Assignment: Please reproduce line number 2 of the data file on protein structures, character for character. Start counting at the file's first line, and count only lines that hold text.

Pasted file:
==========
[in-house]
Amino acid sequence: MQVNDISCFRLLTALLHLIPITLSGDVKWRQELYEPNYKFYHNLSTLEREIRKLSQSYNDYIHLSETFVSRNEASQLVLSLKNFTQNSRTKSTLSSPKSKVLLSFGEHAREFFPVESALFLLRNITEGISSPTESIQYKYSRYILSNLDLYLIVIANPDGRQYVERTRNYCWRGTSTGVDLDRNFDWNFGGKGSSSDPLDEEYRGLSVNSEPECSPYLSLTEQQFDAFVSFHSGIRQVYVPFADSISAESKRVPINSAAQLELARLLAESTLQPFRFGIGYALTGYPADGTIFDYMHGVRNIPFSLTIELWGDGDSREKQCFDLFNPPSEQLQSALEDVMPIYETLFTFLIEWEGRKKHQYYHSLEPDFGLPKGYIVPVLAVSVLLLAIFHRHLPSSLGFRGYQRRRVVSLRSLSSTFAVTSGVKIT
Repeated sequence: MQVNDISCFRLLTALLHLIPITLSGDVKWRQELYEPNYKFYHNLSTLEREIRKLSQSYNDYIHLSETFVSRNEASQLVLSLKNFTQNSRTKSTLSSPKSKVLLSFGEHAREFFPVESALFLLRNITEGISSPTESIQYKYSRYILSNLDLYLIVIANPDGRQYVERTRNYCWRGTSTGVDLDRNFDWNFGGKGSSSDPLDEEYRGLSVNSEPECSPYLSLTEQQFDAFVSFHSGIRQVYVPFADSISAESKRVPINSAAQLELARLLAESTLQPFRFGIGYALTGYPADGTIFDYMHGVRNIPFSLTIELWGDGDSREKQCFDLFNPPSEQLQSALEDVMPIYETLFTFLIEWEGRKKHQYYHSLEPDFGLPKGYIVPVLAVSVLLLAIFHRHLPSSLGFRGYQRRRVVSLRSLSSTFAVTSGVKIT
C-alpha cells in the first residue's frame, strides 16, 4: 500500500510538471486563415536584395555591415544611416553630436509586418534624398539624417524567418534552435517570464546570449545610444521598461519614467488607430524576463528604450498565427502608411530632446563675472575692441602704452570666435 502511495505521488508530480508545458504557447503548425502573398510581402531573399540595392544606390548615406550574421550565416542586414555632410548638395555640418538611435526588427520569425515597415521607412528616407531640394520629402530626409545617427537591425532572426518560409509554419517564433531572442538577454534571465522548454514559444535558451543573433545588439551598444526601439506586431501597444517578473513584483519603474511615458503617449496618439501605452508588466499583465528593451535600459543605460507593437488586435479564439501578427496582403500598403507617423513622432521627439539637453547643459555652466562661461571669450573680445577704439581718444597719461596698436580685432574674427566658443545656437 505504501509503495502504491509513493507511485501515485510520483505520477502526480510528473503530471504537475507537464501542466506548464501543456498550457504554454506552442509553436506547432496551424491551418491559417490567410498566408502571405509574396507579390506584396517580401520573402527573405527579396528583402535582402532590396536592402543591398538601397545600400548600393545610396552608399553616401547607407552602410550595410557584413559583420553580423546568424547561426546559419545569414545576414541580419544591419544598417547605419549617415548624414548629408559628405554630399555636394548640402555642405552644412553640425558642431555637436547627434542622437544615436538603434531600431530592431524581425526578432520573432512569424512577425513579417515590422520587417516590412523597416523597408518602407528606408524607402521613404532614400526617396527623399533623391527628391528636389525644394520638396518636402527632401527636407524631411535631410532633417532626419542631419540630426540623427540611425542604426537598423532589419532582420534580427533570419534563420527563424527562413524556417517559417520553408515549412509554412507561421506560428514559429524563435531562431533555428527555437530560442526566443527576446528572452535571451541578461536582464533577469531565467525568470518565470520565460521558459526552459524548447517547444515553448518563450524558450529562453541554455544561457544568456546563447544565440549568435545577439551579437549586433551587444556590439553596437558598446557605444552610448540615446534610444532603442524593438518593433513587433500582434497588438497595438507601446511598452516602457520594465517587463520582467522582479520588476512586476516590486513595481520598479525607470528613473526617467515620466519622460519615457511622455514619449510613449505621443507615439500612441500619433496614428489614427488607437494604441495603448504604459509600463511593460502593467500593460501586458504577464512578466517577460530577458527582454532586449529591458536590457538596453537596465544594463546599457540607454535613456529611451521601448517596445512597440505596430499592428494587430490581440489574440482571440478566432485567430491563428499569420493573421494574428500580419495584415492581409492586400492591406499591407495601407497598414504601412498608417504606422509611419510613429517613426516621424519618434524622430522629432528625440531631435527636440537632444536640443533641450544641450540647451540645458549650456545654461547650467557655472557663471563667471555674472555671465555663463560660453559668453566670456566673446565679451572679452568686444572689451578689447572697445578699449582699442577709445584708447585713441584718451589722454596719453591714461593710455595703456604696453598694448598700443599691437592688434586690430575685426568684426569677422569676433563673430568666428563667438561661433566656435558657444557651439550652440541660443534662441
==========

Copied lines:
Amino acid sequence: MQVNDISCFRLLTALLHLIPITLSGDVKWRQELYEPNYKFYHNLSTLEREIRKLSQSYNDYIHLSETFVSRNEASQLVLSLKNFTQNSRTKSTLSSPKSKVLLSFGEHAREFFPVESALFLLRNITEGISSPTESIQYKYSRYILSNLDLYLIVIANPDGRQYVERTRNYCWRGTSTGVDLDRNFDWNFGGKGSSSDPLDEEYRGLSVNSEPECSPYLSLTEQQFDAFVSFHSGIRQVYVPFADSISAESKRVPINSAAQLELARLLAESTLQPFRFGIGYALTGYPADGTIFDYMHGVRNIPFSLTIELWGDGDSREKQCFDLFNPPSEQLQSALEDVMPIYETLFTFLIEWEGRKKHQYYHSLEPDFGLPKGYIVPVLAVSVLLLAIFHRHLPSSLGFRGYQRRRVVSLRSLSSTFAVTSGVKIT